A critical success factor is that this campaign appears to stem from Michelle’s own personal family learnings and experience prior to entering the White House. And now that she’s mother of the nation it makes sense to bring these learnings to her new, wider family. It’s a PR dream.
The four campaign pillars are: helping parents make better food choices, serving healthier food in school vending machines and lunch lines, making healthy food more available and affordable, and encouraging children to exercise more.
Yes, it is ambitious – but what I like is that it’s multifaceted – like obesity itself. The true causes of obesity in a population are highly complex, because they vary so much from person to person, so no single approach will ever be successful. What’s needed for prevention is a multifaceted approach across the population, to allow for this individual variation.
Within “Let’s Move” there are specific plans to work with the food industry on developing easily understood food labels, encouraging doctors to better identify and work with those children at risk, serving healthier food in schools, offering tax breaks to improve access to healthier food in specific areas, consumer education programmes providing tips and resources, and encouraging at least 60 minutes of exercise daily.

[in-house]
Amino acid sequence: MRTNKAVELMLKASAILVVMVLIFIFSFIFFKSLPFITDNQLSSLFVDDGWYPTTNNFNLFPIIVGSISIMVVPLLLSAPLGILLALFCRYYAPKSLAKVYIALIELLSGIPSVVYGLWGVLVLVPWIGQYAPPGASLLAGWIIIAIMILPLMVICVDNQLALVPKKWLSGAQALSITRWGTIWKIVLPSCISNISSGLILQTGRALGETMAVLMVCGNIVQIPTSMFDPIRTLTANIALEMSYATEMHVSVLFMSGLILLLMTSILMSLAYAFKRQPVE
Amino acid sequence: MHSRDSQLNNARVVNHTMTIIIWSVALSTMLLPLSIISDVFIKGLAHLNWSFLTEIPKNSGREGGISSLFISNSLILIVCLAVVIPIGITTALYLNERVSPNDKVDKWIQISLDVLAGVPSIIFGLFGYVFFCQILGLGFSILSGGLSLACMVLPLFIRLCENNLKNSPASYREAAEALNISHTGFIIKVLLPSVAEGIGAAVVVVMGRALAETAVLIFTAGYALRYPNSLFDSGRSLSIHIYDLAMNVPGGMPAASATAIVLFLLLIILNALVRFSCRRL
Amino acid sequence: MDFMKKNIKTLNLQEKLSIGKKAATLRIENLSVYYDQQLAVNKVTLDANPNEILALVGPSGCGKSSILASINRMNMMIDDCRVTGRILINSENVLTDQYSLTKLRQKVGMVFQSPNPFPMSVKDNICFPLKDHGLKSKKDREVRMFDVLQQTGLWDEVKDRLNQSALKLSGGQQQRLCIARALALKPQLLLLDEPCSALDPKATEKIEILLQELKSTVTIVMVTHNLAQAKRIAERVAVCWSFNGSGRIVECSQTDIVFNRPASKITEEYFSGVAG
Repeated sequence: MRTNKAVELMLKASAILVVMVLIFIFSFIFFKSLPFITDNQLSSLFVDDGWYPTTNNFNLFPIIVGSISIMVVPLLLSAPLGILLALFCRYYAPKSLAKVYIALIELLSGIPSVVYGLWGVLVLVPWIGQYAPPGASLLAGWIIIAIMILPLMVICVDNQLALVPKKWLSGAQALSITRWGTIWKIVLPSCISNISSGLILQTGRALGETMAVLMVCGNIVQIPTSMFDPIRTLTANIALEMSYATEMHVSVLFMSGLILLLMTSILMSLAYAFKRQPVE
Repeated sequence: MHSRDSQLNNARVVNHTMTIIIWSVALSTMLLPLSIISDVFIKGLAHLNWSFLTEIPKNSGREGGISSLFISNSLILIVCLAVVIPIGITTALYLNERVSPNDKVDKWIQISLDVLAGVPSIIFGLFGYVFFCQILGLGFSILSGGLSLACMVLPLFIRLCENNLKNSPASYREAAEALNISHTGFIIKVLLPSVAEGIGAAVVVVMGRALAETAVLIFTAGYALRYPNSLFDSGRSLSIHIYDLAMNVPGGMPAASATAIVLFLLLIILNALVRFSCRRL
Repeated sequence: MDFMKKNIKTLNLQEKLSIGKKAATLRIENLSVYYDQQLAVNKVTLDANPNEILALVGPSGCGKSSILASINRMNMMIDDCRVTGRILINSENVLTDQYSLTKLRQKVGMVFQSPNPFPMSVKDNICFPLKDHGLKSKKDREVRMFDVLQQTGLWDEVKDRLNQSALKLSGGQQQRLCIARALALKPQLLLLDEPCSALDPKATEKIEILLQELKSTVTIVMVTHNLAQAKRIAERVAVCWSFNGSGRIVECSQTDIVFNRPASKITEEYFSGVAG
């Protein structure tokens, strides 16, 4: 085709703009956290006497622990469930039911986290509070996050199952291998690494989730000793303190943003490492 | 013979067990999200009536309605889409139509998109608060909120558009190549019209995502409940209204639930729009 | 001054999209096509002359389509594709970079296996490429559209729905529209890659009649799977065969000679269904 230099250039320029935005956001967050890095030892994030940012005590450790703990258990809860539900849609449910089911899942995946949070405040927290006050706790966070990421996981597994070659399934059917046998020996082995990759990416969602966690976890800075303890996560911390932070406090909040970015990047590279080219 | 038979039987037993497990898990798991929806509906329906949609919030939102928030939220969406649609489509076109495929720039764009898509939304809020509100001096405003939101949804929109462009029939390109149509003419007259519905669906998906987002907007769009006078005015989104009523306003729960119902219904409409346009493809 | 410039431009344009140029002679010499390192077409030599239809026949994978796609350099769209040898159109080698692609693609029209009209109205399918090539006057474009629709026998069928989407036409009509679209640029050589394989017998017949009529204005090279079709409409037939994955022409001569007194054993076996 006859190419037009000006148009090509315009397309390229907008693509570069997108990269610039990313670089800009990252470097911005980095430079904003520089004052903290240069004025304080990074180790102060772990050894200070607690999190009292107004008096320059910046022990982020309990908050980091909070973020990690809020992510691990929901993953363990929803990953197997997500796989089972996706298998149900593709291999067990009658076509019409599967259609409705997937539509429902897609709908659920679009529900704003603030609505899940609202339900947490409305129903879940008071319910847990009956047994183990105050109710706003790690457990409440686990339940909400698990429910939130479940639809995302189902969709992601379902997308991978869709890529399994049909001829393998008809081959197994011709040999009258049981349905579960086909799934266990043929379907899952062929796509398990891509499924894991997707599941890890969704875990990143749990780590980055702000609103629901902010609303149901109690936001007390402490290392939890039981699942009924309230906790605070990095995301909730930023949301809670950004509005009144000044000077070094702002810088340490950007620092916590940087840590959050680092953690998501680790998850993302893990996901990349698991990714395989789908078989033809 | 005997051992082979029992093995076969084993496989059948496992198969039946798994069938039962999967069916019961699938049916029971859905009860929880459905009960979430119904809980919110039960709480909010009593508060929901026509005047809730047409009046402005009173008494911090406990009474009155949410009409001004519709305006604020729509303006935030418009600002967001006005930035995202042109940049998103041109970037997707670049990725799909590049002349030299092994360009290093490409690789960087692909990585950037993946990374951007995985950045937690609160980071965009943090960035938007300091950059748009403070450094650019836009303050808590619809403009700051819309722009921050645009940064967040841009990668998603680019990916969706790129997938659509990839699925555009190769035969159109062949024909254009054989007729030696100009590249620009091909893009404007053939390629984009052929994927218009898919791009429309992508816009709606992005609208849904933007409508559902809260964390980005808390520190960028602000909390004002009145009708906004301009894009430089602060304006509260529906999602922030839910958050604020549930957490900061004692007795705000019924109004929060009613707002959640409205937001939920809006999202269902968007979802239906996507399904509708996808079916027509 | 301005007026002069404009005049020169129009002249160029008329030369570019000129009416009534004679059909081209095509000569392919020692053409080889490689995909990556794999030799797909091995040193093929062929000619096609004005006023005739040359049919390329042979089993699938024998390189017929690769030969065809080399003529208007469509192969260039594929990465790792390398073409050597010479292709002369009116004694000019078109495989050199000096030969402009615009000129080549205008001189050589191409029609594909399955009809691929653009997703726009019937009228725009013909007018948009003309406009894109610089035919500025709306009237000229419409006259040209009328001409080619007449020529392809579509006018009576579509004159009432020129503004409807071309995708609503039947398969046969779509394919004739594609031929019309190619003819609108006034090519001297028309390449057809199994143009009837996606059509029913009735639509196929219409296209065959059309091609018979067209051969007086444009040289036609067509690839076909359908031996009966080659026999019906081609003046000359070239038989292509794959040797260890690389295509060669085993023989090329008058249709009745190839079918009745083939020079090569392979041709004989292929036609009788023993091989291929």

All really good common sense stuff, that’s pulled together as one campaign with one clear goal, by a powerful, talented and nurturing figurehead. As discussed on Rebecca Scritchfield’s US healthcare blog, recognition of the fact that governments alone will not solve the challenge of obesity is another critical success factor of Let’s Move. Surely it’s the sort of approach our own government should be taking? Why then abolish the progress made on making school food here healthier? Why take the view that education on its own doesn’t work, so stop marketing and producing healthy eating education and resources? Why stop programmes already working to improve access to healthier foods in communities? Why not commend food companies for the progress they’ve already voluntarily made (for example labelling foods with %DI information to help consumers plan their food and beverage intake)?
Our government seems to be focusing on exercise as a silver bullet. What do you think? Who would our Let’s Move figurehead be? Would people believe this of Bronagh?
(PS – these questions aren’t rhetorical. I’d really like to hear your views!)